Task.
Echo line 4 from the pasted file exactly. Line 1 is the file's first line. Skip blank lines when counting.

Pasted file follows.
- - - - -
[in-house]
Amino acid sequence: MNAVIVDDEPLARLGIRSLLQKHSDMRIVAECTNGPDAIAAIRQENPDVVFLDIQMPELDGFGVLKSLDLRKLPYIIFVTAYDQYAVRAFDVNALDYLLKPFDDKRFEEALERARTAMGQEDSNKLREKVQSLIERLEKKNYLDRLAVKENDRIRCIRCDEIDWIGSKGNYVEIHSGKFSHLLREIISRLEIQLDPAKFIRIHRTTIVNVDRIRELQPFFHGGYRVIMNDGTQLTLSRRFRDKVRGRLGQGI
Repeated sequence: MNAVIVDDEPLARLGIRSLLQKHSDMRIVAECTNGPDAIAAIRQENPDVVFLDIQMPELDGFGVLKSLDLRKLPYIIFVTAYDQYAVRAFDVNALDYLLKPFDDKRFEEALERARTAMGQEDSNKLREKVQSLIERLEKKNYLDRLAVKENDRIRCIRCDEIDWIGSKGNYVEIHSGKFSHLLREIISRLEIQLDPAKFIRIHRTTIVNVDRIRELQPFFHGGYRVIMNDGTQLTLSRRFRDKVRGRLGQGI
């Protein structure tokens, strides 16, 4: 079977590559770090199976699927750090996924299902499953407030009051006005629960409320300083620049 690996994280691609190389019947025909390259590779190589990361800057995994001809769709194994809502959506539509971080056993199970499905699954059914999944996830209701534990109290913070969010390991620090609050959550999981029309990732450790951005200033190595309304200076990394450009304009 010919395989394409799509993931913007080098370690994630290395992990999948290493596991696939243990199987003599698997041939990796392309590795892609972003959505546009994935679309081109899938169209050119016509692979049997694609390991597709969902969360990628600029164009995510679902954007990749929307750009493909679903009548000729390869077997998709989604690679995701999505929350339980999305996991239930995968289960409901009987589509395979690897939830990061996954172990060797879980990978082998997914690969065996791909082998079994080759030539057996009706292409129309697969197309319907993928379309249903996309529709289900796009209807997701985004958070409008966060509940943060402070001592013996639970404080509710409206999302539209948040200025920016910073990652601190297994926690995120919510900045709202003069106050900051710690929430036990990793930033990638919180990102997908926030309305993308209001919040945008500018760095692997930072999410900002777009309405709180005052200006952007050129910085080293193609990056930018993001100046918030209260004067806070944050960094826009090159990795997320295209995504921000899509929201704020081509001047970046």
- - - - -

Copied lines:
């Protein structure tokens, strides 16, 4: 079977590559770090199976699927750090996924299902499953407030009051006005629960409320300083620049 690996994280691609190389019947025909390259590779190589990361800057995994001809769709194994809502959506539509971080056993199970499905699954059914999944996830209701534990109290913070969010390991620090609050959550999981029309990732450790951005200033190595309304200076990394450009304009 010919395989394409799509993931913007080098370690994630290395992990999948290493596991696939243990199987003599698997041939990796392309590795892609972003959505546009994935679309081109899938169209050119016509692979049997694609390991597709969902969360990628600029164009995510679902954007990749929307750009493909679903009548000729390869077997998709989604690679995701999505929350339980999305996991239930995968289960409901009987589509395979690897939830990061996954172990060797879980990978082998997914690969065996791909082998079994080759030539057996009706292409129309697969197309319907993928379309249903996309529709289900796009209807997701985004958070409008966060509940943060402070001592013996639970404080509710409206999302539209948040200025920016910073990652601190297994926690995120919510900045709202003069106050900051710690929430036990990793930033990638919180990102997908926030309305993308209001919040945008500018760095692997930072999410900002777009309405709180005052200006952007050129910085080293193609990056930018993001100046918030209260004067806070944050960094826009090159990795997320295209995504921000899509929201704020081509001047970046």